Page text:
Using Bing to do Spell Checking for You

1/15/2010

I recently had to find a way to add spell checking to a web app. To be honest, I've seen about 20 different ways to do this and most of them weren't what I was looking for. The best option I saw was using Google. And normally I'd just use that code. I mean it's there, I don't have to do much, etc. But I had some spare time and for those of you that don't know me, I love to reinvent the wheel... I'm weird and I've accepted it. Another thing that you might want to know is I like trying out services that the average person isn't using. As such, I've been using Bing in recent months. I actually like it thus far, specifically the fact that for most of my searches it's location aware (type in Best Buy and along with their site, I get a map of stores around me, type traffic and I get the local traffic conditions, etc.). Google has been adding those features in more and more but it's still not quite there. Anyway, I thought to myself, I wonder if I can do the same thing in Bing? Turns out you can.

   1: public List<string> CheckSpelling(string Item)
   2: {
   3:     List<string> ReturnList=new List<string>();
   4:     string Location="http://api.search.live.net/xml.aspx?query={0}&sources={1}&appid={2}";
   5:     Location=string.Format(Location,Item,"spell",APPID);
   6:     XmlDocument Doc = new XmlDocument();
   7:     Doc.LoadXml(Search(Location));
   8:     XmlNamespaceManager NamespaceManager = new XmlNamespaceManager(Doc.NameTable);
   9:     NamespaceManager.AddNamespace("api", "http://schemas.microsoft.com/LiveSearch/2008/04/XML/element");
  10:     NamespaceManager.AddNamespace("spl", "http://schemas.microsoft.com/LiveSearch/2008/04/XML/spell");
  11:     XmlNodeList Nodes = Doc.DocumentElement.SelectNodes("./spl:Spell/spl:Results/spl:SpellResult/spl:Value", NamespaceManager);
  12:     foreach (XmlNode Element in Nodes)
  13:     {
  14:         ReturnList.Add(Element.InnerText);
  15:     }
  16:     return ReturnList;
  17: }

The code above does two things. First it sets up our search string. Turns out that Bing supports a REST like functionality (well, really only GET but whatever). So you set your search string up as a URI and do a call to search:

   1: public string Search(string Location)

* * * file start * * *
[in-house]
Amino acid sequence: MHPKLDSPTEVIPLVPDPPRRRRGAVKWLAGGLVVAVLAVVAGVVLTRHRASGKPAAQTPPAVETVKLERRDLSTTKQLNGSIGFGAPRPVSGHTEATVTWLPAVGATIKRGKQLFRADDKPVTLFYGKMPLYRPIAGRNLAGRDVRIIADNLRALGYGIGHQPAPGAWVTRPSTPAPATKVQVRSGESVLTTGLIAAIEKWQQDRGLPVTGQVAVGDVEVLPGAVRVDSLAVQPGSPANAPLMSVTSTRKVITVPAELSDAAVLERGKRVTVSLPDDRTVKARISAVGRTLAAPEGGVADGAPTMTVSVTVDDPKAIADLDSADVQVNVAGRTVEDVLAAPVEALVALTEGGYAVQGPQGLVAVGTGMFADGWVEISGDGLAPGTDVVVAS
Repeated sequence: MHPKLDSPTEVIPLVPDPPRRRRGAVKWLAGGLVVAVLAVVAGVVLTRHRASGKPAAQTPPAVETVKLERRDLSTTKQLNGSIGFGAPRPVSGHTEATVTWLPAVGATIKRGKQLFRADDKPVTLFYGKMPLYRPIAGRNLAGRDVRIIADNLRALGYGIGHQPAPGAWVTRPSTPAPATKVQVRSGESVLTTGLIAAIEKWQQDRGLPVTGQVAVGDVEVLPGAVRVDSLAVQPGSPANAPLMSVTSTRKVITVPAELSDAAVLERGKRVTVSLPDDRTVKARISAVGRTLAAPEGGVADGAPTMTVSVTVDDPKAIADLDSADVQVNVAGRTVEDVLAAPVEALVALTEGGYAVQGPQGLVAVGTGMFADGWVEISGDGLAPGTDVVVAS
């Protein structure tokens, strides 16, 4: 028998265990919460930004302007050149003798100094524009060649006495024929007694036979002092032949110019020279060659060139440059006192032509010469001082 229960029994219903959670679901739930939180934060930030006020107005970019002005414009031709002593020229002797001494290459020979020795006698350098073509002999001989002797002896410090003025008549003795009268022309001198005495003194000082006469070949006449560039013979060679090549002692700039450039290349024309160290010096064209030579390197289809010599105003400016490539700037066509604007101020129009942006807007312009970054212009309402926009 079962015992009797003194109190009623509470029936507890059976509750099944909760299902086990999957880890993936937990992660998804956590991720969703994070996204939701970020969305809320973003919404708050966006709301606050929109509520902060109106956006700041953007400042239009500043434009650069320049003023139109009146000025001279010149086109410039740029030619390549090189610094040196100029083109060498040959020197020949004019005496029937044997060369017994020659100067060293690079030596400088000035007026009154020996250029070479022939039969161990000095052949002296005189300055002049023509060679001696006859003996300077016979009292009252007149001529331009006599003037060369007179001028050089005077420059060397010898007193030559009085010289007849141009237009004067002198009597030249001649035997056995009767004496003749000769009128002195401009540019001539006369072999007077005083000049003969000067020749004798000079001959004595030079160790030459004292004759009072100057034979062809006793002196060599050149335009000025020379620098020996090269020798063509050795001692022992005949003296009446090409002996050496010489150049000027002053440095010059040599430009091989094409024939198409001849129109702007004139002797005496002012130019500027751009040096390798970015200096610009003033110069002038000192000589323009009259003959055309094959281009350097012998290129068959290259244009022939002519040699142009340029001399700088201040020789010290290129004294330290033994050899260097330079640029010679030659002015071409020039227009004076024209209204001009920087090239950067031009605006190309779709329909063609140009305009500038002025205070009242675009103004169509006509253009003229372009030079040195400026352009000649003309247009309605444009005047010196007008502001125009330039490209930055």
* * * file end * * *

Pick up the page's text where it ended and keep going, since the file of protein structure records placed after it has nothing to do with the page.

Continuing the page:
2: {
   3:     try
   4:     {
   5:         HttpWebRequest Request = WebRequest.Create(Location) as HttpWebRequest;
   6:         Request.Method = "GET";
   7:         Request.ContentType = "text/xml";
   8:         using (HttpWebResponse Response = Request.GetResponse() as HttpWebResponse)
   9:         {
  10:             if (Response.StatusCode != HttpStatusCode.OK)
  11:                 throw new Exception("The request did not complete successfully and returned status code " + Response.StatusCode);
  12:             using (StreamReader Reader = new StreamReader(Response.GetResponseStream()))
  13:             {
  14:                 return Reader.ReadToEnd();
  15:             }
  16:         }
  17:     }
  18:     catch { throw; }
  19: }

Search in turn returns the response from Bing, which is an XML file containing our list of suggestions. From there, back in the first function, we simply load it up and parse out the individual spl:Value items and put that in the list to return back. That's all there is to it. The only thing to note is that the search term needs to be encoded but other than that, pretty simple (even that's pretty simple). So take a look, give it a try, and happy coding.



Comments

James Craig
January 15, 2010 3:59 PM

Oh, forgot to mention, you also need to get an APP ID from Bing (from here: http://bing.com/developers). And you will need to replace the APPID found in the code with what you get from Bing... Other than that, you're good to go.